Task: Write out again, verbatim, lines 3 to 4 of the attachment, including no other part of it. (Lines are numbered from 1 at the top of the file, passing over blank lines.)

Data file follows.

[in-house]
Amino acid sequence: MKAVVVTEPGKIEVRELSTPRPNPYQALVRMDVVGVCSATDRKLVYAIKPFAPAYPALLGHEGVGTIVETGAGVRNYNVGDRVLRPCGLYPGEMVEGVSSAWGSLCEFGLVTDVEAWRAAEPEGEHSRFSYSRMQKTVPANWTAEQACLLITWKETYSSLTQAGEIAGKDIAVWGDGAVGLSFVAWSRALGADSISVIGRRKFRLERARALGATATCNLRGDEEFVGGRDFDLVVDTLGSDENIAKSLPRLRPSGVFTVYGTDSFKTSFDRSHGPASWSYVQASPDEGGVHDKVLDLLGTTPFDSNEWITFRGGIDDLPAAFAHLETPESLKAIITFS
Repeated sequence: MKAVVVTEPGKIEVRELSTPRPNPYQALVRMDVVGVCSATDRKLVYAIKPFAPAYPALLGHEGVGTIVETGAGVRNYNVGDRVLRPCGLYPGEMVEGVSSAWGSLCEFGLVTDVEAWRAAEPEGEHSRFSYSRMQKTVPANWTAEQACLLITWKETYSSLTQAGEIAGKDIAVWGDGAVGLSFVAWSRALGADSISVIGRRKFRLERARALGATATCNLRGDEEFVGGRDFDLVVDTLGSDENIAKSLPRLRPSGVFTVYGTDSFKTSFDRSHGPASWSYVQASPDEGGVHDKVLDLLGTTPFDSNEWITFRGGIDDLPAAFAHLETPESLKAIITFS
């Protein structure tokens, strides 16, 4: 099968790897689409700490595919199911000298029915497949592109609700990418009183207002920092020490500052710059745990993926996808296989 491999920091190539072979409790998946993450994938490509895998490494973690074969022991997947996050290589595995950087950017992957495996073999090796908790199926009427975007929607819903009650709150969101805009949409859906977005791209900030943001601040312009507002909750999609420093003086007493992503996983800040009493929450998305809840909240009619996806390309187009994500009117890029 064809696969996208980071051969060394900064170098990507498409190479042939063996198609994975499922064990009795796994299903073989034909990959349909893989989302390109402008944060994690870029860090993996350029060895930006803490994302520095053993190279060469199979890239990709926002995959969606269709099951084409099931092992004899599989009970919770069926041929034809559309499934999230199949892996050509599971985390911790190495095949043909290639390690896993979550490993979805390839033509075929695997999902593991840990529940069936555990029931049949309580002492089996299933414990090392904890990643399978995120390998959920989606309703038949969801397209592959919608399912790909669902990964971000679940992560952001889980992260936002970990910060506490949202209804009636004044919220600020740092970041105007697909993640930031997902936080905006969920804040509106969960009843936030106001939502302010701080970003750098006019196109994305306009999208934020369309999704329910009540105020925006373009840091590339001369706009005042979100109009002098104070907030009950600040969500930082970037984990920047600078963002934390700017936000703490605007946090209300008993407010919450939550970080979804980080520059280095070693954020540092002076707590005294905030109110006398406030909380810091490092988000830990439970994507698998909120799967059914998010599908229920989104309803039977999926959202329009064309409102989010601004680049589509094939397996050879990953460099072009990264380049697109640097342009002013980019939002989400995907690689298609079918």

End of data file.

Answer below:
Repeated sequence: MKAVVVTEPGKIEVRELSTPRPNPYQALVRMDVVGVCSATDRKLVYAIKPFAPAYPALLGHEGVGTIVETGAGVRNYNVGDRVLRPCGLYPGEMVEGVSSAWGSLCEFGLVTDVEAWRAAEPEGEHSRFSYSRMQKTVPANWTAEQACLLITWKETYSSLTQAGEIAGKDIAVWGDGAVGLSFVAWSRALGADSISVIGRRKFRLERARALGATATCNLRGDEEFVGGRDFDLVVDTLGSDENIAKSLPRLRPSGVFTVYGTDSFKTSFDRSHGPASWSYVQASPDEGGVHDKVLDLLGTTPFDSNEWITFRGGIDDLPAAFAHLETPESLKAIITFS
């Protein structure tokens, strides 16, 4: 099968790897689409700490595919199911000298029915497949592109609700990418009183207002920092020490500052710059745990993926996808296989 491999920091190539072979409790998946993450994938490509895998490494973690074969022991997947996050290589595995950087950017992957495996073999090796908790199926009427975007929607819903009650709150969101805009949409859906977005791209900030943001601040312009507002909750999609420093003086007493992503996983800040009493929450998305809840909240009619996806390309187009994500009117890029 064809696969996208980071051969060394900064170098990507498409190479042939063996198609994975499922064990009795796994299903073989034909990959349909893989989302390109402008944060994690870029860090993996350029060895930006803490994302520095053993190279060469199979890239990709926002995959969606269709099951084409099931092992004899599989009970919770069926041929034809559309499934999230199949892996050509599971985390911790190495095949043909290639390690896993979550490993979805390839033509075929695997999902593991840990529940069936555990029931049949309580002492089996299933414990090392904890990643399978995120390998959920989606309703038949969801397209592959919608399912790909669902990964971000679940992560952001889980992260936002970990910060506490949202209804009636004044919220600020740092970041105007697909993640930031997902936080905006969920804040509106969960009843936030106001939502302010701080970003750098006019196109994305306009999208934020369309999704329910009540105020925006373009840091590339001369706009005042979100109009002098104070907030009950600040969500930082970037984990920047600078963002934390700017936000703490605007946090209300008993407010919450939550970080979804980080520059280095070693954020540092002076707590005294905030109110006398406030909380810091490092988000830990439970994507698998909120799967059914998010599908229920989104309803039977999926959202329009064309409102989010601004680049589509094939397996050879990953460099072009990264380049697109640097342009002013980019939002989400995907690689298609079918």